TEXAS FAITH 85: With more Americans not identifying with any faith, what’s the future of religion?

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Dallas Morning News,

Each week we will post a question to a panel of about two dozen clergy, laity and theologians, all of whom are based in Texas or are from Texas. They will chime in with their responses to the question of the week. And you, readers, will be able to respond to their answers through the comment box.

“The number of Americans who do not identify with any religion is growing at a rapid pace. One-fifth of the U.S. public – and a third of adults under 30 –are religiously unaffiliated today, the highest percentages ever in polling by the Pew Research Center. In the last five years alone, the unaffiliated have increased from just over 15% to just under 20% of all U.S. adults. They include self-described atheists and agnostics but increasingly people who say they are spiritual but have no particular religious affiliation. This large and growing group of Americans is less religious than the public at large on many conventional measures, including frequency of attendance at religious services and the degree of importance they attach to religion in their lives.

With few exceptions, they say they are not looking for a religion that would be right for them. Overwhelmingly, they think that religious organizations are too concerned with money and power, too focused on rules and too involved in politics. The growth in the number of religiously unaffiliated Americans – sometimes called the rise of the “nones” –is largely driven by generational replacement, the gradual supplanting of older generations by newer ones.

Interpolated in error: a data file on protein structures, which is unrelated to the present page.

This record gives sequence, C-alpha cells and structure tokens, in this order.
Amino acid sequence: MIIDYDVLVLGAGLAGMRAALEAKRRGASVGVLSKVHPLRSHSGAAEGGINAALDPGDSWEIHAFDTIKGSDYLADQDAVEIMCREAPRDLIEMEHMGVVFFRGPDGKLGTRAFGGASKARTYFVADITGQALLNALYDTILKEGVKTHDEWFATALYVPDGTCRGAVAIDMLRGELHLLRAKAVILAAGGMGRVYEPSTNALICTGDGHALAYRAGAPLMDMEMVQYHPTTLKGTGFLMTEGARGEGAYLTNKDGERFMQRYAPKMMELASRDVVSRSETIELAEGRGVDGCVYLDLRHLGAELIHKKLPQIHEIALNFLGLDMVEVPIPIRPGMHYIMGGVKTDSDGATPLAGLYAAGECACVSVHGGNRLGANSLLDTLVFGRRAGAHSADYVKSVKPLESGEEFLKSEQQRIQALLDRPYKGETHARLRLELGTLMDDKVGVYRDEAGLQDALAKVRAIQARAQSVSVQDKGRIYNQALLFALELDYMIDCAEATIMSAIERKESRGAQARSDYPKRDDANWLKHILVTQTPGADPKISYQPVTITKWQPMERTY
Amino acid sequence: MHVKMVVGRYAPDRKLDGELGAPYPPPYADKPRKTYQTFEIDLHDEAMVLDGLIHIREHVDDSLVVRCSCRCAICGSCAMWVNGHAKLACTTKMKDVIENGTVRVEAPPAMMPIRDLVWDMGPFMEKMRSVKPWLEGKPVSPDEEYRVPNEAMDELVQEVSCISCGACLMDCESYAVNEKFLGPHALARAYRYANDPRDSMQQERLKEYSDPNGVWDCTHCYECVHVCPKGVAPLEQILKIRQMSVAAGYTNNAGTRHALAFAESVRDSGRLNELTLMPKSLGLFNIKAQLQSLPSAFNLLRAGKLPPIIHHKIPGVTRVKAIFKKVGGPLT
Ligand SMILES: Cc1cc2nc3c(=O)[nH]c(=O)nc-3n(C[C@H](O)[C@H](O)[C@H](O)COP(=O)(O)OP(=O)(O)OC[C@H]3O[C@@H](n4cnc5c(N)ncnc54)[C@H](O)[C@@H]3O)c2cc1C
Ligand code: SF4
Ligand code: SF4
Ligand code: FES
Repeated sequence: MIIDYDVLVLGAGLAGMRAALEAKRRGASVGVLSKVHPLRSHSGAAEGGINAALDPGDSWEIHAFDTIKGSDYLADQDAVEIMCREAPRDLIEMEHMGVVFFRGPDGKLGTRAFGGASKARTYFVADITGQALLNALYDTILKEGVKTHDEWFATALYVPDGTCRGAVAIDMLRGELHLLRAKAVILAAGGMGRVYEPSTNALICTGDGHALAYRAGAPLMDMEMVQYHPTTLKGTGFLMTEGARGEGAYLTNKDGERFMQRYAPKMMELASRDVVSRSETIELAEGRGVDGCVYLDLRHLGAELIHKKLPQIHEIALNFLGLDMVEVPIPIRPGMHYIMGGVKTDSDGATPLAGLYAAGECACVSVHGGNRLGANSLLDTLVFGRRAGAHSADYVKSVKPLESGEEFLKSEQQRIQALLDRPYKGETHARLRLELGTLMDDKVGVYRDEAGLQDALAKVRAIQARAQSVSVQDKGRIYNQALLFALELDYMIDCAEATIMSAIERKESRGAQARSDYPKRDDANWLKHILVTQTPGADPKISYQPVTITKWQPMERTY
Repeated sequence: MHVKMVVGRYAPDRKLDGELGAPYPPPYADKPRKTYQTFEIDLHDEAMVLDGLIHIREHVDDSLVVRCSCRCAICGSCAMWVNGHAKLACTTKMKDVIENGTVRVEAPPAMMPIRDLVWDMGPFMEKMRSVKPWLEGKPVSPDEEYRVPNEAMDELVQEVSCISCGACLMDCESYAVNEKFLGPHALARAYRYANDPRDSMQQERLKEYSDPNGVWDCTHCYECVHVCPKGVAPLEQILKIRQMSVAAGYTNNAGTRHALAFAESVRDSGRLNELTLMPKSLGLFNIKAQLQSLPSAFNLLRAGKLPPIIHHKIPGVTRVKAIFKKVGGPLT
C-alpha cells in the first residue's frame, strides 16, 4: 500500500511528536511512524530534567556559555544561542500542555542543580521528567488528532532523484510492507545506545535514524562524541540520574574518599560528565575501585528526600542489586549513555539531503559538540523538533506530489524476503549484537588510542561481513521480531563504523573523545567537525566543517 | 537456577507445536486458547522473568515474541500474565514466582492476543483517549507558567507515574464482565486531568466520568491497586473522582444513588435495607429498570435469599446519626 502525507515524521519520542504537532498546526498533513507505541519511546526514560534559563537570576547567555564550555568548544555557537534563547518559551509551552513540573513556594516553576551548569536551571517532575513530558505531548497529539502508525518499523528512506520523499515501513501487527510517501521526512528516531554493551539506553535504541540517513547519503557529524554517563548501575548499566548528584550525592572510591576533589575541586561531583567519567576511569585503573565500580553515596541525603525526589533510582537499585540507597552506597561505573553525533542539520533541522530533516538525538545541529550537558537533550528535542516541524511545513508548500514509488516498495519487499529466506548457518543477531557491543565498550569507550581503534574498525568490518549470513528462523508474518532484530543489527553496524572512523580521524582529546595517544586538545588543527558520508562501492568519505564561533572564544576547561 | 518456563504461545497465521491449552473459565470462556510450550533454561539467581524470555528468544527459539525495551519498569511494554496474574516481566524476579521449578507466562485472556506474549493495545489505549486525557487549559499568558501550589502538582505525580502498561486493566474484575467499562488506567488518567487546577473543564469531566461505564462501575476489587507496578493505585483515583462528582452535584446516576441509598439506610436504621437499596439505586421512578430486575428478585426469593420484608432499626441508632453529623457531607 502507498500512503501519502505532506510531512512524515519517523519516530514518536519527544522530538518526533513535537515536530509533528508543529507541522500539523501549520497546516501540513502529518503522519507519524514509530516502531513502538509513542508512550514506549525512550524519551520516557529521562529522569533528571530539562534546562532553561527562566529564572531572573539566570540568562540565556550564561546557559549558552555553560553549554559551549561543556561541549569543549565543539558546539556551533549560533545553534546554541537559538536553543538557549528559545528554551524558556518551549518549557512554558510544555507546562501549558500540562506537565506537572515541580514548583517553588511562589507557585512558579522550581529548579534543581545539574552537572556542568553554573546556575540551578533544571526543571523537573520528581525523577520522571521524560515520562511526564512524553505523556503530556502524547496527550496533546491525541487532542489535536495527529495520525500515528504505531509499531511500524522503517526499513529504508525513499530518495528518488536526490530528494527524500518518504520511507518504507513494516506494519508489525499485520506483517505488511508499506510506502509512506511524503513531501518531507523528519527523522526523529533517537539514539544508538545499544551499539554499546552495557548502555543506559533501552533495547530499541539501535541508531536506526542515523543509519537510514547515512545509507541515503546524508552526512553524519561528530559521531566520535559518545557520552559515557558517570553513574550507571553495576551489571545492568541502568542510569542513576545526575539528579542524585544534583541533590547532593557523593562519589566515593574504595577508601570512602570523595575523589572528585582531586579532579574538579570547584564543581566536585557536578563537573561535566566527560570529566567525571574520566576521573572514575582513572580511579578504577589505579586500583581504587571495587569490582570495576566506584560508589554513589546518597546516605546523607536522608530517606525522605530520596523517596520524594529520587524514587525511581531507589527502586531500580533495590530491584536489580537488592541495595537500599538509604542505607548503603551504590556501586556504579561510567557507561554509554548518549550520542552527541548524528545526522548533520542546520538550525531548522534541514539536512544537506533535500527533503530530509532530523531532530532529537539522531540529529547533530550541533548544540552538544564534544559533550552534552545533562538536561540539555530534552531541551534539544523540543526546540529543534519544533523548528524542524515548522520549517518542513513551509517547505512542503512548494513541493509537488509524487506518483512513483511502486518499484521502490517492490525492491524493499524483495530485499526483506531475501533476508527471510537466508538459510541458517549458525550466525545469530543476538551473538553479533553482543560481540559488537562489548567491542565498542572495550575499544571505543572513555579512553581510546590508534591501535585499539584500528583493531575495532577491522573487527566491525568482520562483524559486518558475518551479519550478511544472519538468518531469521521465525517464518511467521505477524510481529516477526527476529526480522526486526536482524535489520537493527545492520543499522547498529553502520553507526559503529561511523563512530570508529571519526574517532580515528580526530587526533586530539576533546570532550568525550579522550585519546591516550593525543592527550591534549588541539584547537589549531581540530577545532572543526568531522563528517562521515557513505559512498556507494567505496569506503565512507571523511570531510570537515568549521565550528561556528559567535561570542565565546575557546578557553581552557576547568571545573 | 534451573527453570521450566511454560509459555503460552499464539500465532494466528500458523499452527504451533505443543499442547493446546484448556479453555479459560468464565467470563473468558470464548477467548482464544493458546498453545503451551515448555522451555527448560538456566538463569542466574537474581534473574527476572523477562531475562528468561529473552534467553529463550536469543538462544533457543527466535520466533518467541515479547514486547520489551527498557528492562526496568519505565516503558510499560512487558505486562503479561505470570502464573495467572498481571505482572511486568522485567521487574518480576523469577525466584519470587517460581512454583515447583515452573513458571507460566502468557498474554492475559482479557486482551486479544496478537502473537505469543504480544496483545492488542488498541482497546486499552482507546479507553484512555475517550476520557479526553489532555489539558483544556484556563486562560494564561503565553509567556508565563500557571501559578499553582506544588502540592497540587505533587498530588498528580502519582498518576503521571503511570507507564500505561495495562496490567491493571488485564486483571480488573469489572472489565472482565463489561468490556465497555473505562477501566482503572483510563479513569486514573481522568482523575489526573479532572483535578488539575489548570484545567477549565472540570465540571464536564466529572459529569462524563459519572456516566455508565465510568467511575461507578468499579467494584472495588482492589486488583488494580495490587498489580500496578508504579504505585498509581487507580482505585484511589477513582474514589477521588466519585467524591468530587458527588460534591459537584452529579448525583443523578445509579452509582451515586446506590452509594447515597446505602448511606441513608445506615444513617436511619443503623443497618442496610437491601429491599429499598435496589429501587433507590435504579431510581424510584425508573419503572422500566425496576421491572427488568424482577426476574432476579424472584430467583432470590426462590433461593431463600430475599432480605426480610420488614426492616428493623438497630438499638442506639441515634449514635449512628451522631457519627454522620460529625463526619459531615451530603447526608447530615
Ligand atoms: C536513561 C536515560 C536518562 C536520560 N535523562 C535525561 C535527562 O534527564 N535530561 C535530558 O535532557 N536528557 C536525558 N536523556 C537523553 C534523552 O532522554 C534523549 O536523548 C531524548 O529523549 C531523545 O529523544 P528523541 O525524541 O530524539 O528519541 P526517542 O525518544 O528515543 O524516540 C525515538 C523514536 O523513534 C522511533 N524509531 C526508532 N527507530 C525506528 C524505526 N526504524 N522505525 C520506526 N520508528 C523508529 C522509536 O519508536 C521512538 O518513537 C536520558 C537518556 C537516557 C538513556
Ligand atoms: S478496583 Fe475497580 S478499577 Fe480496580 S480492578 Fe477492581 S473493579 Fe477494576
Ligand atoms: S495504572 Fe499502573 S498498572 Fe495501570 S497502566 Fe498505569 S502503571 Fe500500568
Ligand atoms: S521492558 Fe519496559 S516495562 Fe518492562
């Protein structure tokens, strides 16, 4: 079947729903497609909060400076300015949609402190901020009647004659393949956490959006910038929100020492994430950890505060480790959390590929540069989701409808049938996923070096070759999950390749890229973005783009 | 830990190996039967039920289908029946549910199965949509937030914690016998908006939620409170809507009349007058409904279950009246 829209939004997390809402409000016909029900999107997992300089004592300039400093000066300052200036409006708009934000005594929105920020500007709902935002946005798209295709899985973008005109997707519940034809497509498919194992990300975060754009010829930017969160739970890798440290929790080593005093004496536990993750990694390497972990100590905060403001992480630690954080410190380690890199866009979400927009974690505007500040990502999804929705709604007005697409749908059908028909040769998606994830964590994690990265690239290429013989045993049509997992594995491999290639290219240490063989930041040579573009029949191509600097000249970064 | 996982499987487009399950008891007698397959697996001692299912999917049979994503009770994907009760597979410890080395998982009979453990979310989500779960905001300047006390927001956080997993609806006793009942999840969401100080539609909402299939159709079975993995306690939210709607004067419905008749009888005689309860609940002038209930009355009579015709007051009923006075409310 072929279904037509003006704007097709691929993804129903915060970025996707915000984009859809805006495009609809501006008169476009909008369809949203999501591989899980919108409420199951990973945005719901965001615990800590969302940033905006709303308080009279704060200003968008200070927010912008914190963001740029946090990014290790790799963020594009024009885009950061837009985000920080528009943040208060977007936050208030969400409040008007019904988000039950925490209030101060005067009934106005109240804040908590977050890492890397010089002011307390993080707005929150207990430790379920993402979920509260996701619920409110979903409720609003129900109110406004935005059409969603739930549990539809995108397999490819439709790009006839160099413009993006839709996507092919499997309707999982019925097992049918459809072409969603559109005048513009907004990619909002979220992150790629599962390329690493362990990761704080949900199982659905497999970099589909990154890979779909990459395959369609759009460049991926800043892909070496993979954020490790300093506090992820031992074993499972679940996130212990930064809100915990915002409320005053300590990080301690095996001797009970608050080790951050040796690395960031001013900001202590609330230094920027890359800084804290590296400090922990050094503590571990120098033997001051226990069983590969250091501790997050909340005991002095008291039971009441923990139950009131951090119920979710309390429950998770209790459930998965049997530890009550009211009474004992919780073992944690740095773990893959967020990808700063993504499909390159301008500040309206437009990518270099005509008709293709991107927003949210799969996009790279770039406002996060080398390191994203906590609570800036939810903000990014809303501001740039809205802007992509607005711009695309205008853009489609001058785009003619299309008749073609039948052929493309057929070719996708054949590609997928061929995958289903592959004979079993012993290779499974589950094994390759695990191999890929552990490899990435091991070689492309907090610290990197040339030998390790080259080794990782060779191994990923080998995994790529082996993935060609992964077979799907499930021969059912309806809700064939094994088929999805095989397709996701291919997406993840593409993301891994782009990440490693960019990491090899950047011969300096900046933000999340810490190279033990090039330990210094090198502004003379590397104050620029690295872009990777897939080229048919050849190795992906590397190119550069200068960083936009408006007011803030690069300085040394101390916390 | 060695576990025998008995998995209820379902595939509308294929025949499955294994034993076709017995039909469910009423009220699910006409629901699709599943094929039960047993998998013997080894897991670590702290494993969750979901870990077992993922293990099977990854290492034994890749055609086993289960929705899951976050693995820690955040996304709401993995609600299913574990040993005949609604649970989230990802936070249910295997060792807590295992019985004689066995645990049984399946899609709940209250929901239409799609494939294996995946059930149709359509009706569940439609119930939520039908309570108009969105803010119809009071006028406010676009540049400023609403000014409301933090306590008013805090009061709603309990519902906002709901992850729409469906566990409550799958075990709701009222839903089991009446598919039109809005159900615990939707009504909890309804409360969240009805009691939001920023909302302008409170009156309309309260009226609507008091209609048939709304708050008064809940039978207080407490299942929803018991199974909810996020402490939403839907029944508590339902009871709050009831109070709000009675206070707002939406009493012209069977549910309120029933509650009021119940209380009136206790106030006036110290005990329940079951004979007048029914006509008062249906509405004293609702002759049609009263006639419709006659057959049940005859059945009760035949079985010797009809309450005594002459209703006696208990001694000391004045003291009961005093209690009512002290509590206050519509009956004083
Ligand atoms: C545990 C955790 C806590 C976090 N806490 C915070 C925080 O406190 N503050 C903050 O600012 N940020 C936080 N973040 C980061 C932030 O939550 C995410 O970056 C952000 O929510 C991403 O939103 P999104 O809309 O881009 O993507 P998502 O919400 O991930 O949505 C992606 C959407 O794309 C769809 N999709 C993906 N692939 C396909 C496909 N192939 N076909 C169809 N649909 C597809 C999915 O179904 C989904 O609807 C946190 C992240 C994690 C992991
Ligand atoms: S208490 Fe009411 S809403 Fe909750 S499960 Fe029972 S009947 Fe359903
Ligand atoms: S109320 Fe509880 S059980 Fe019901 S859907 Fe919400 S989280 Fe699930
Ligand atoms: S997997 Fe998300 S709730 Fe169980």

These findings invite two questions:

What is it that the institutions of religion are not providing a growing number of people? And if this younger generation remains unaffiliated as it ages, what’s the future of religion?”

NITYANANDA CHANDRA DAS, minister of ISKCON (International Society for Krishna Consciousness), Dallas 

Doubt

Doubt is being taught in growing numbers.  Doubt is a sign of intelligence.  But blind doubt, such as rejecting spirituality without an extensive investigation, is a sign of ignorance, as is blind faith. Due to the blind doubt in the minds of populace, people are not apt to accept religious institutions.  This is because most religious institutions present a doubtful presentation of God.  A God who is far from perfect in His own personality and character.  A character that is presented as envious, a being who causes meaningless eternal suffering.  For if hell is eternal there is no meaning to it, for there is no point of correction.

Vague conceptions of the soul where some living things have a soul and for some reason other living things do not.  All to be blindly accepted.

The second cause is that this is the instant gratification fast-food culture, without wisdom for long term gains.  So religion is only seen as to possibly have some long term gain and therefore it is seen to be of little value.

What are the institutions not providing?  Well first of all, philosophically weak religious theologies.  People generally go to a university to study philosophy rather than a religious institution. Because they do not expect to find sound logic and philosophy there, but rather just blind faith.

Faith should be supported by reason and experience.

The second item that is lacking is transcendental experiences. Because people are not experiencing the happiness of spiritual life they are unsure about its relevance to their daily life.

   If the priests who are teaching still rely on cigarettes, alcohol, wealth, adoration, fame, and so on, to satisfy their starving hearts, how then will they be able to feed the hungry souls of their congregation.

Therefore in as much as he is hungry for the temporary we can understand how much he is really tasting of the sweetness of the eternal.

To see all responses of the TEXAS Faith panel click here.